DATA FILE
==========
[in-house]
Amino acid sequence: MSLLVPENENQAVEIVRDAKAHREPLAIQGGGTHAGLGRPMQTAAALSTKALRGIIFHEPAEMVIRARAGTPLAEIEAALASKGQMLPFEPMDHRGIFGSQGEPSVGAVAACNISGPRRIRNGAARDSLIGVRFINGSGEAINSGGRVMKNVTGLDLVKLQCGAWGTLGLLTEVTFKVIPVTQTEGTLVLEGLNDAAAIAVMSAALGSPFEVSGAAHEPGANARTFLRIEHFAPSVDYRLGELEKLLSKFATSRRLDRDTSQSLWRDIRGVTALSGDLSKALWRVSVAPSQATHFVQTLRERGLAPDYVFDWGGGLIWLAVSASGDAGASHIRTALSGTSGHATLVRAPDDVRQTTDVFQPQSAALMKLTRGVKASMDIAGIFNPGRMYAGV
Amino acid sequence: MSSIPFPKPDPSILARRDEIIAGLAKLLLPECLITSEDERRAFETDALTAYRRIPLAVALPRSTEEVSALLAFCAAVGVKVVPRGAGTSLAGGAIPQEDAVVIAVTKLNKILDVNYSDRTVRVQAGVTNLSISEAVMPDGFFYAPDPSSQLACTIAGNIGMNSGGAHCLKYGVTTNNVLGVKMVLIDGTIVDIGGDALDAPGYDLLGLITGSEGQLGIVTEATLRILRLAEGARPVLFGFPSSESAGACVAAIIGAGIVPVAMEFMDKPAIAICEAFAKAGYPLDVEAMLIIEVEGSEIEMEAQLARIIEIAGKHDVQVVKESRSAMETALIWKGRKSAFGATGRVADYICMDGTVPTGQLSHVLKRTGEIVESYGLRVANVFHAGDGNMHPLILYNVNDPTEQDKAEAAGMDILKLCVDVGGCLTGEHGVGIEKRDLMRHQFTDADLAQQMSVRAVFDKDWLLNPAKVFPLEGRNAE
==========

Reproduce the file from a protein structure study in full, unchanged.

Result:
[in-house]
Amino acid sequence: MSLLVPENENQAVEIVRDAKAHREPLAIQGGGTHAGLGRPMQTAAALSTKALRGIIFHEPAEMVIRARAGTPLAEIEAALASKGQMLPFEPMDHRGIFGSQGEPSVGAVAACNISGPRRIRNGAARDSLIGVRFINGSGEAINSGGRVMKNVTGLDLVKLQCGAWGTLGLLTEVTFKVIPVTQTEGTLVLEGLNDAAAIAVMSAALGSPFEVSGAAHEPGANARTFLRIEHFAPSVDYRLGELEKLLSKFATSRRLDRDTSQSLWRDIRGVTALSGDLSKALWRVSVAPSQATHFVQTLRERGLAPDYVFDWGGGLIWLAVSASGDAGASHIRTALSGTSGHATLVRAPDDVRQTTDVFQPQSAALMKLTRGVKASMDIAGIFNPGRMYAGV
Amino acid sequence: MSSIPFPKPDPSILARRDEIIAGLAKLLLPECLITSEDERRAFETDALTAYRRIPLAVALPRSTEEVSALLAFCAAVGVKVVPRGAGTSLAGGAIPQEDAVVIAVTKLNKILDVNYSDRTVRVQAGVTNLSISEAVMPDGFFYAPDPSSQLACTIAGNIGMNSGGAHCLKYGVTTNNVLGVKMVLIDGTIVDIGGDALDAPGYDLLGLITGSEGQLGIVTEATLRILRLAEGARPVLFGFPSSESAGACVAAIIGAGIVPVAMEFMDKPAIAICEAFAKAGYPLDVEAMLIIEVEGSEIEMEAQLARIIEIAGKHDVQVVKESRSAMETALIWKGRKSAFGATGRVADYICMDGTVPTGQLSHVLKRTGEIVESYGLRVANVFHAGDGNMHPLILYNVNDPTEQDKAEAAGMDILKLCVDVGGCLTGEHGVGIEKRDLMRHQFTDADLAQQMSVRAVFDKDWLLNPAKVFPLEGRNAE